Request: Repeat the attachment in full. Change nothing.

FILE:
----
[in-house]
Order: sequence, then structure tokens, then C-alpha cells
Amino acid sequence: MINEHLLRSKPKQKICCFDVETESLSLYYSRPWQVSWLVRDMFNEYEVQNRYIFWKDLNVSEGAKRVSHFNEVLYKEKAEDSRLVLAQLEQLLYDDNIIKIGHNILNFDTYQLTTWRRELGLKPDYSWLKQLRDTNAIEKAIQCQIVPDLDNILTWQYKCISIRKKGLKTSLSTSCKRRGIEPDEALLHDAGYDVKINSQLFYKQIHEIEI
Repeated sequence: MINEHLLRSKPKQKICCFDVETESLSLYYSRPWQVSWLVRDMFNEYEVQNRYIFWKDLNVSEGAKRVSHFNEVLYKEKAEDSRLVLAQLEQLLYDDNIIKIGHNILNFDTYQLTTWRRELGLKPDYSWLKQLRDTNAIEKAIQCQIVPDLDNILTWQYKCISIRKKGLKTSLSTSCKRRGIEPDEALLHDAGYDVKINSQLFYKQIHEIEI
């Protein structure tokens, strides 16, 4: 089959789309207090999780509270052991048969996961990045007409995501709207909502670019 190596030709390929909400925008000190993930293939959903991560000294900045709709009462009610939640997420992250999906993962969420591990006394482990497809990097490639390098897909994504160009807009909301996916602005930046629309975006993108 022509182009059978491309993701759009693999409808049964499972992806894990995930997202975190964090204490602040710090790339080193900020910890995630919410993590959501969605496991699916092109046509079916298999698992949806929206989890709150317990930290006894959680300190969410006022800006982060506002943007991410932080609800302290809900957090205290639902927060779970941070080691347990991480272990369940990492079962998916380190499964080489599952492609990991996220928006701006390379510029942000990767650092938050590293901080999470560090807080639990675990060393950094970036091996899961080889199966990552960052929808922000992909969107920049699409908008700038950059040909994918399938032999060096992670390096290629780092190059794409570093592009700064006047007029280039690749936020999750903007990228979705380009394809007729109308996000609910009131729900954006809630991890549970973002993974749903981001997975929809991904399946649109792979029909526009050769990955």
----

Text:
[in-house]
Order: sequence, then structure tokens, then C-alpha cells
Amino acid sequence: MINEHLLRSKPKQKICCFDVETESLSLYYSRPWQVSWLVRDMFNEYEVQNRYIFWKDLNVSEGAKRVSHFNEVLYKEKAEDSRLVLAQLEQLLYDDNIIKIGHNILNFDTYQLTTWRRELGLKPDYSWLKQLRDTNAIEKAIQCQIVPDLDNILTWQYKCISIRKKGLKTSLSTSCKRRGIEPDEALLHDAGYDVKINSQLFYKQIHEIEI
Repeated sequence: MINEHLLRSKPKQKICCFDVETESLSLYYSRPWQVSWLVRDMFNEYEVQNRYIFWKDLNVSEGAKRVSHFNEVLYKEKAEDSRLVLAQLEQLLYDDNIIKIGHNILNFDTYQLTTWRRELGLKPDYSWLKQLRDTNAIEKAIQCQIVPDLDNILTWQYKCISIRKKGLKTSLSTSCKRRGIEPDEALLHDAGYDVKINSQLFYKQIHEIEI
């Protein structure tokens, strides 16, 4: 089959789309207090999780509270052991048969996961990045007409995501709207909502670019 190596030709390929909400925008000190993930293939959903991560000294900045709709009462009610939640997420992250999906993962969420591990006394482990497809990097490639390098897909994504160009807009909301996916602005930046629309975006993108 022509182009059978491309993701759009693999409808049964499972992806894990995930997202975190964090204490602040710090790339080193900020910890995630919410993590959501969605496991699916092109046509079916298999698992949806929206989890709150317990930290006894959680300190969410006022800006982060506002943007991410932080609800302290809900957090205290639902927060779970941070080691347990991480272990369940990492079962998916380190499964080489599952492609990991996220928006701006390379510029942000990767650092938050590293901080999470560090807080639990675990060393950094970036091996899961080889199966990552960052929808922000992909969107920049699409908008700038950059040909994918399938032999060096992670390096290629780092190059794409570093592009700064006047007029280039690749936020999750903007990228979705380009394809007729109308996000609910009131729900954006809630991890549970973002993974749903981001997975929809991904399946649109792979029909526009050769990955």